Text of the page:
Ever been hacked?
Like many, I have a Yahoo email account. A while back I was having password problems -- my password kept changing (apparently) on its own and frequently I'd have to change it back so that I could access my email. I contacted Yahoo about this asking if this was "normal" to which they responded, "not really" (paraphrasing). I wasn't too concerned about the situation and just chalked it up to a glitch within the Yahoo email program until about 6 months ago when I received an email from a friend who was letting me know that the email I'd sent her (from my Yahoo email account) had been identified as having a virus associated with it. I appreciated her letting me know about the virus... the only thing was that I hadn't sent her any emails. None. Again, I didn't think too much about this until soon afterwards when a different friend mentioned an email I'd supposedly sent (from my Yahoo email account) that I (again) hadn't sent. This time I contacted Yahoo again about my email account and requested they look into the matter for me. I made sure to mention in my "request" that I am a paying Yahoo customer by way of Overture (Yahoo search engine advertising) to the tune of about $1000.00 a month just in case they were tempted to file my "request" along with the non-paying Yahoo email account holders. I don't know if mentioning this helped or not, but Yahoo did eventually respond by letting me know that they would look into the situation for me. Not only did Yahoo look, but they also found. Evidently, Yahoo has sophisticated site metering capabilities that can keep track of the IP addresses of all users who log on to their system, assuming one can provide them with specific time-frames that the hacking took place. It took Yahoo (what seemed like) forever to provide me with the IP address for the hacker who was hacking into my Yahoo email account, but provide it they did. And because I know a little about IP addresses and because I live in a very small town, I now know who hacked into my email account.
My next step was to do a little research of my own to determine whether or not email hacking is against the law or not. Check out this thread, Hack an email account, go to jail. Clearly, the laws are cracking down on email hackers and much of whether or not the hacking is considered "criminal" is dependent on what the hacker does once in your account. From what I've read, if the hacker simply looks around and then leaves, invasion of privacy, obstruction of correspondence, as well as identity theft issues are involved with penalties rivaling those of USPS snail mail laws including jail sentences of up to 5 years! However if the hacker takes information from that account with the intent of doing something with it ("harboring malicious intent"), even stiffer penalties are levied. Another factor that determines whether or not hacking is considered criminal is how the account information was obtained by the hacker. In other words, did the hacker fraudulently obtain the user name and password information for an email account? In my case, the answer to this is yes since I did not give my username and/or password to the hacker or leave it laying around in an insecure location.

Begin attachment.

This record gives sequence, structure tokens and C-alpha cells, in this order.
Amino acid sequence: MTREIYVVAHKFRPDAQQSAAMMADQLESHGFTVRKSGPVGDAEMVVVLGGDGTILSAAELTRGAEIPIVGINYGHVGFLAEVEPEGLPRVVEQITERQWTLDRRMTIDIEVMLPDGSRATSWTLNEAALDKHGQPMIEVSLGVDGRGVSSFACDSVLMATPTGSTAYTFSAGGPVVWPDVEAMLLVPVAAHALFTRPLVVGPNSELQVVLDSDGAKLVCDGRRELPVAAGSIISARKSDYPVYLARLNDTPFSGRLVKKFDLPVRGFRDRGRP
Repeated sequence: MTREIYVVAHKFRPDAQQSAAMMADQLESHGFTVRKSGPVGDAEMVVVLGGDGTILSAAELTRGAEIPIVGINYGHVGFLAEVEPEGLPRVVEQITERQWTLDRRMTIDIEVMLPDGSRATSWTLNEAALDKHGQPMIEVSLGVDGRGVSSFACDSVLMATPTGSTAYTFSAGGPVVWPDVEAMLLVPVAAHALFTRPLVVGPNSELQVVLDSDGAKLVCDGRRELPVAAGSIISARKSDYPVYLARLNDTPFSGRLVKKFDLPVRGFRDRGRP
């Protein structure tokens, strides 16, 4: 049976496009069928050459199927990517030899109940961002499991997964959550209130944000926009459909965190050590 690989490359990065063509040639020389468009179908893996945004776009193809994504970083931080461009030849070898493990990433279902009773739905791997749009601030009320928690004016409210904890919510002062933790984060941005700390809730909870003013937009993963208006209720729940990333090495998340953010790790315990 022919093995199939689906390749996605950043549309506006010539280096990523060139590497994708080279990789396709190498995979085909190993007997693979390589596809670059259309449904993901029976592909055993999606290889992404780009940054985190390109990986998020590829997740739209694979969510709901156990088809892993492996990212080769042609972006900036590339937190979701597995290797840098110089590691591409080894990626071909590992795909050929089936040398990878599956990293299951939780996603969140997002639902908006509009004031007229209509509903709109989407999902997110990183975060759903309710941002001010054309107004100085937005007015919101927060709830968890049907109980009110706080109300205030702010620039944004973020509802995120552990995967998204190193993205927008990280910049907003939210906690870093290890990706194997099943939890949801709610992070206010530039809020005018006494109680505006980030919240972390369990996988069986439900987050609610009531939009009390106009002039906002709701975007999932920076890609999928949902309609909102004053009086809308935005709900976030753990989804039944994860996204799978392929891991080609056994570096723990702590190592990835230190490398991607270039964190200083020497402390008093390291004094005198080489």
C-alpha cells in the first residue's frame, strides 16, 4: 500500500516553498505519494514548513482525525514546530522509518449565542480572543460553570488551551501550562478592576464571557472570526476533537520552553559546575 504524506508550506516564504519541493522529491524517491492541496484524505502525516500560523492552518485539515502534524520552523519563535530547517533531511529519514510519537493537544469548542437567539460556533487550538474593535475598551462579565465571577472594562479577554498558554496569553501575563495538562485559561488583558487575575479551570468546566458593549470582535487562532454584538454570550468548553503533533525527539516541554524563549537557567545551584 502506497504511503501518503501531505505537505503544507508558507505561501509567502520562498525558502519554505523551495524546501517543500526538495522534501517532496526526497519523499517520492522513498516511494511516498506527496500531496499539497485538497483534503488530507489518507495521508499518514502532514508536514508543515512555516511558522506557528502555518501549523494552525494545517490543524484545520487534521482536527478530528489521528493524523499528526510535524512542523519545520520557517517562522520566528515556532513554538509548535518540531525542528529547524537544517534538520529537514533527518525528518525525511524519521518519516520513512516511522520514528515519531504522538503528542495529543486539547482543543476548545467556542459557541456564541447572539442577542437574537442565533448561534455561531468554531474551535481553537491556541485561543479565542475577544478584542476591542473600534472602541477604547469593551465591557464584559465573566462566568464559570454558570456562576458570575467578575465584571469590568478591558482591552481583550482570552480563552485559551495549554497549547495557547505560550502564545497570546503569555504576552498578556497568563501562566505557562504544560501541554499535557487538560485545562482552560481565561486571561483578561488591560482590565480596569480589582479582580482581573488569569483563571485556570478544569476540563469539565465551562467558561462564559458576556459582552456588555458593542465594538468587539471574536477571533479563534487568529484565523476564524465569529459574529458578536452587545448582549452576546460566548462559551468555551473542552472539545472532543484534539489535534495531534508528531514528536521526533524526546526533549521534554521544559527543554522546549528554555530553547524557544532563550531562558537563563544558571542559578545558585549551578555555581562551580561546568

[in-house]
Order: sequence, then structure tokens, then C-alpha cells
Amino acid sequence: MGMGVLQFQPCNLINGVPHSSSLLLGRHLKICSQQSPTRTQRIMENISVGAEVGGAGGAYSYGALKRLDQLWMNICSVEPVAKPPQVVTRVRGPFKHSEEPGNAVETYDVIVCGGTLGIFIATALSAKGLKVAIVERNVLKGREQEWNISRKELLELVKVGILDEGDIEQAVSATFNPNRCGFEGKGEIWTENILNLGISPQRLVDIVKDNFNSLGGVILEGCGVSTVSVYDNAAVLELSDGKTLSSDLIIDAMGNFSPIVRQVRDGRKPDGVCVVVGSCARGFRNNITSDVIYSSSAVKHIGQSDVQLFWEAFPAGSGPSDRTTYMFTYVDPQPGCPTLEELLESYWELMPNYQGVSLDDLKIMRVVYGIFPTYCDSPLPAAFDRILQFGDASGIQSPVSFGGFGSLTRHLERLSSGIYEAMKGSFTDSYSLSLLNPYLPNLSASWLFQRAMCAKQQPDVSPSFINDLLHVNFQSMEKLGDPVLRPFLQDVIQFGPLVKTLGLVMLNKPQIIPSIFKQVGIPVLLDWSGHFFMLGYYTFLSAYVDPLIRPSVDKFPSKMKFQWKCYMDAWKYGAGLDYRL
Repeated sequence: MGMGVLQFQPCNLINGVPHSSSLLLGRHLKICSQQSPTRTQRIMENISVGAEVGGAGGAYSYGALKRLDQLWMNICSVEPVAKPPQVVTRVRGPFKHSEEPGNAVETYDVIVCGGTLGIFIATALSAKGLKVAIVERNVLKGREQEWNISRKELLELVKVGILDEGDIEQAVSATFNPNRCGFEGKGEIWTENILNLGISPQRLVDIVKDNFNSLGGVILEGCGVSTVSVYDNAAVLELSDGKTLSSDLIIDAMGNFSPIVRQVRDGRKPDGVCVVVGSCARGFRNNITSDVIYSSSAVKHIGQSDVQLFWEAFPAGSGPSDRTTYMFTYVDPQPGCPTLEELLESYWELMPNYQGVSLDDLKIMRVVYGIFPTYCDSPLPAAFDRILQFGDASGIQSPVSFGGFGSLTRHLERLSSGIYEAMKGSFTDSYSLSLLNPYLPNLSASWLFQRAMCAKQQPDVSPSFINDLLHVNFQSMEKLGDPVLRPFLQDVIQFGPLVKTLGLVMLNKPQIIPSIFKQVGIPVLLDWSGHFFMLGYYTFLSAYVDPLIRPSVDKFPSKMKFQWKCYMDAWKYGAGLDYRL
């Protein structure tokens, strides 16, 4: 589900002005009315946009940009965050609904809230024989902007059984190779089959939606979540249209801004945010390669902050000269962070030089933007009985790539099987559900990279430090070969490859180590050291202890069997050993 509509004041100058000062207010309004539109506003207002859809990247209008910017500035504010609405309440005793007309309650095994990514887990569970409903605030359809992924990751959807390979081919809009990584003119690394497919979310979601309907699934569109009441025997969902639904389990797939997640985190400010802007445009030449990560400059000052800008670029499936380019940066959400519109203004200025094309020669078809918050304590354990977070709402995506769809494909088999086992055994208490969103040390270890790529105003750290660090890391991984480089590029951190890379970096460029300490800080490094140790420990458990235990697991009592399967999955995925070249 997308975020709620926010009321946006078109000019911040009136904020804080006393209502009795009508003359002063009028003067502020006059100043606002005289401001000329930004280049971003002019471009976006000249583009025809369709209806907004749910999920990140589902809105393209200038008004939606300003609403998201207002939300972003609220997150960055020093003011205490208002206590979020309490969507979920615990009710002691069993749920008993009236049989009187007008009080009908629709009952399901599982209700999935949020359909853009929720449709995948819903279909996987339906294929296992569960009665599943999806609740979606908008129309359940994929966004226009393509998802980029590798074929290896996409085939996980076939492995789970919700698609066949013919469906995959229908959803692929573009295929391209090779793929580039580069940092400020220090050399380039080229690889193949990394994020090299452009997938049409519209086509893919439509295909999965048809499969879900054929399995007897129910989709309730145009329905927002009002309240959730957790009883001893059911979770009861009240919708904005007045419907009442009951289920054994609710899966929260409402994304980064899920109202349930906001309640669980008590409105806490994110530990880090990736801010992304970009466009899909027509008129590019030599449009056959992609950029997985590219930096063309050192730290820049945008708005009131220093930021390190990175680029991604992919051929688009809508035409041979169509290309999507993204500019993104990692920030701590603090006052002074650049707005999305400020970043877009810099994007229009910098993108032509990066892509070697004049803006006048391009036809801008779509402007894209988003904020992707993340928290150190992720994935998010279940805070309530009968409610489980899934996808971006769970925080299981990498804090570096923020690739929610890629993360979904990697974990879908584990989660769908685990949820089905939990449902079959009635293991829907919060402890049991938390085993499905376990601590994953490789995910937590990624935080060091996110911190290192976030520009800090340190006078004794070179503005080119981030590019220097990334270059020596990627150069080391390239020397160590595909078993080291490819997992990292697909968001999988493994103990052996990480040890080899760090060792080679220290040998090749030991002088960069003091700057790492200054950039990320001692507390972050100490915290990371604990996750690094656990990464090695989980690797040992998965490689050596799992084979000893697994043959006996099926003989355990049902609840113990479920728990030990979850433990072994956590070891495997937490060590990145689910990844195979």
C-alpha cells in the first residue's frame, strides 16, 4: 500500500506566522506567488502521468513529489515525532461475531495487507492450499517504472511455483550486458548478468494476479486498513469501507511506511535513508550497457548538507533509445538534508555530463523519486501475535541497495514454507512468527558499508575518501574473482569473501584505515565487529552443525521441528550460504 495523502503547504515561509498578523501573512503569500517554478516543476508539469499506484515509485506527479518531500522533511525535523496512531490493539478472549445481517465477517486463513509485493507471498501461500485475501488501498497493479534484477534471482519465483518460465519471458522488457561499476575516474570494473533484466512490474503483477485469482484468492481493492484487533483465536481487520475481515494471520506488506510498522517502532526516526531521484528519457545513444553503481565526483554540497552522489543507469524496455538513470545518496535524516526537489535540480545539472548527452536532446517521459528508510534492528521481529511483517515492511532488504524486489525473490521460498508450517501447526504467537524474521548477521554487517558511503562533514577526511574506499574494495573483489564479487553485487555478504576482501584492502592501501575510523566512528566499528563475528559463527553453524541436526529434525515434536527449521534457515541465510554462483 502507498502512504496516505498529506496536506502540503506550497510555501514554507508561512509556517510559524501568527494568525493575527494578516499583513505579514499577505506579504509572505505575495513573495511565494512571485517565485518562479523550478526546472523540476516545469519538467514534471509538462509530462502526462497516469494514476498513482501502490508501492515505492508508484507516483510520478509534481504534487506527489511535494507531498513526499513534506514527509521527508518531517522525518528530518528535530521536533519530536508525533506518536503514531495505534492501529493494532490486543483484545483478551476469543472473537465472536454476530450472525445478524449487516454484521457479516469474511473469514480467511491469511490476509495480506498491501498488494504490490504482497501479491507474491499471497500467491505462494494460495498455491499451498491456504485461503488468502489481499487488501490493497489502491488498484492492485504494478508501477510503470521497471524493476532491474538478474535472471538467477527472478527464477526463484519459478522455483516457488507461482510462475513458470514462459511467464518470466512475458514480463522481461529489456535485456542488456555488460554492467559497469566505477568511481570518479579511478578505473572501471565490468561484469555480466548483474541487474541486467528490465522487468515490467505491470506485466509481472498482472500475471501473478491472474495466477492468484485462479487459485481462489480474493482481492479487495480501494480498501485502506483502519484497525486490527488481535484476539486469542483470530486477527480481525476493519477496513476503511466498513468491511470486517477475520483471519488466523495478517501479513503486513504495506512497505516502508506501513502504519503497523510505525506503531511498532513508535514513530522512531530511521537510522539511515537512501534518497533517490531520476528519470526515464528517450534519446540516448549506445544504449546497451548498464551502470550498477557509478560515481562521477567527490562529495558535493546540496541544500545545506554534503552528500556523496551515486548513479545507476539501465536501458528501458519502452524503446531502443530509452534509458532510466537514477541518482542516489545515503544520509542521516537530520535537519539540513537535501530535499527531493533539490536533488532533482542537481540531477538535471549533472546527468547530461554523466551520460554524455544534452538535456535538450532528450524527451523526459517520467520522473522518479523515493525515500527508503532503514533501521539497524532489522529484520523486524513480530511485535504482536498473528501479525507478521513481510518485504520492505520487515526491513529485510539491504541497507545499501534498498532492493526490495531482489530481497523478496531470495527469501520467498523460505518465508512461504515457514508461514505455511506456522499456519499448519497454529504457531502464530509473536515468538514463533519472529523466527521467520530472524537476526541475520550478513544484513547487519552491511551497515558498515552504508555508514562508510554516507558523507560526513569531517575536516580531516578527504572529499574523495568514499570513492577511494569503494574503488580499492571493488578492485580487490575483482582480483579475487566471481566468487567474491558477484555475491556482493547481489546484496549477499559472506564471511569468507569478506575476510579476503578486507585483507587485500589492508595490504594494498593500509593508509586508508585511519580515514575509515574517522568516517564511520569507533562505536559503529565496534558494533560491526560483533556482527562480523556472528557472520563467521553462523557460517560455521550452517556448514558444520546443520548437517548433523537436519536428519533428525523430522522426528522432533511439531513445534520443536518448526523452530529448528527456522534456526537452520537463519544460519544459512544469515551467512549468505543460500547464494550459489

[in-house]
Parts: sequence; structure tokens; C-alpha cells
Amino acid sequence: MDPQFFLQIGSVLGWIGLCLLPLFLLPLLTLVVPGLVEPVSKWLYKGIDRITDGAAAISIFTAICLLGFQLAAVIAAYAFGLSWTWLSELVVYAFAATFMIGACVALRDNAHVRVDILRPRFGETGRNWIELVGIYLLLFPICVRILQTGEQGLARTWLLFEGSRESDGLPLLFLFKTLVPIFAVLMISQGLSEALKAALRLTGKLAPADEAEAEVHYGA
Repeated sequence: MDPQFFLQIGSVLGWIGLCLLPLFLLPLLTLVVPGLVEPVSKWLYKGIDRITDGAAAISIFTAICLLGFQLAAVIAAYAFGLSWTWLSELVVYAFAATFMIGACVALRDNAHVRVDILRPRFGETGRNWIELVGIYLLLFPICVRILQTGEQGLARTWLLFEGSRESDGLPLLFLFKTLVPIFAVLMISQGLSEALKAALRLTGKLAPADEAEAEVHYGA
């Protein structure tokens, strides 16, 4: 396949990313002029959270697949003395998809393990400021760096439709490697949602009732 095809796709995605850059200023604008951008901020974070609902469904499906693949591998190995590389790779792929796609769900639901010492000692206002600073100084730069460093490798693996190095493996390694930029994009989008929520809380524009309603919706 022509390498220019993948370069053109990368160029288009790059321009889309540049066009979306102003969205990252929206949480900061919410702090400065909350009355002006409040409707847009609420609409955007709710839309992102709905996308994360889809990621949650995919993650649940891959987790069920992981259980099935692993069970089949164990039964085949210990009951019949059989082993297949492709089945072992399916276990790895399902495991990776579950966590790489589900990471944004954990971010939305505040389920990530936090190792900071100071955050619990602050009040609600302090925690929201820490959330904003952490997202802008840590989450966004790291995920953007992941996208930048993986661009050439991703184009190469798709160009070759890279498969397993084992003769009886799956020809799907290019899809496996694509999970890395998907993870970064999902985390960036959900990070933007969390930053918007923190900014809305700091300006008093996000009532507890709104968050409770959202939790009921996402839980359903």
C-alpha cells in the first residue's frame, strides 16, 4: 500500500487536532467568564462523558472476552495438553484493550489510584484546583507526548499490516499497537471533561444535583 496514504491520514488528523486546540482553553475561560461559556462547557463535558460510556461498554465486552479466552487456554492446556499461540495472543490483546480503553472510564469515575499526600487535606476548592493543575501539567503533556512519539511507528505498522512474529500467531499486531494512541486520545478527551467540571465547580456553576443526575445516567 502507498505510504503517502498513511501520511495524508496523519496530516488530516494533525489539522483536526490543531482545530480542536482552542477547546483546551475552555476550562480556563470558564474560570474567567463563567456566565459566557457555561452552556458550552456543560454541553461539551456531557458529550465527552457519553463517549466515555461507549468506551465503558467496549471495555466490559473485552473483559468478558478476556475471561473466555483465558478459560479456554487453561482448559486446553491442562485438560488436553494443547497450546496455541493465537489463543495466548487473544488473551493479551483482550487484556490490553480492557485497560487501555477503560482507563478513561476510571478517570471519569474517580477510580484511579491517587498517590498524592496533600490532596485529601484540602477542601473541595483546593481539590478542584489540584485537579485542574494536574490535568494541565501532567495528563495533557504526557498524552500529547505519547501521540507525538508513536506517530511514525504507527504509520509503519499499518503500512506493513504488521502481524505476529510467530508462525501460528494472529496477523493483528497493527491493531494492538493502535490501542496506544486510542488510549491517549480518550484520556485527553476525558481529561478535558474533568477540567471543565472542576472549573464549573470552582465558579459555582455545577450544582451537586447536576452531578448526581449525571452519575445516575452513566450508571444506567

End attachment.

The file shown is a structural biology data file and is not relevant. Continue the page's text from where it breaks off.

Obviously, I'm not an attorney and I'm not familiar with all the legal jargon, but it doesn't take a rocket scientist to see that hacking equals jail time. My dilemma now is whether or not to press charges. The serious business-woman in me says to take all necessary steps to ensure this never happens again, and yet I'm not sure I want to see her do jail time or lose her (governmental) job. Changing passwords is clearly not enough, since this woman knows enough about me to answer the questions required to obtain new passwords. Part of what really bothers me is that she's been doing this for so long and may continue to do it unless I take serious measures.
Have any of you ever been through this or something similar?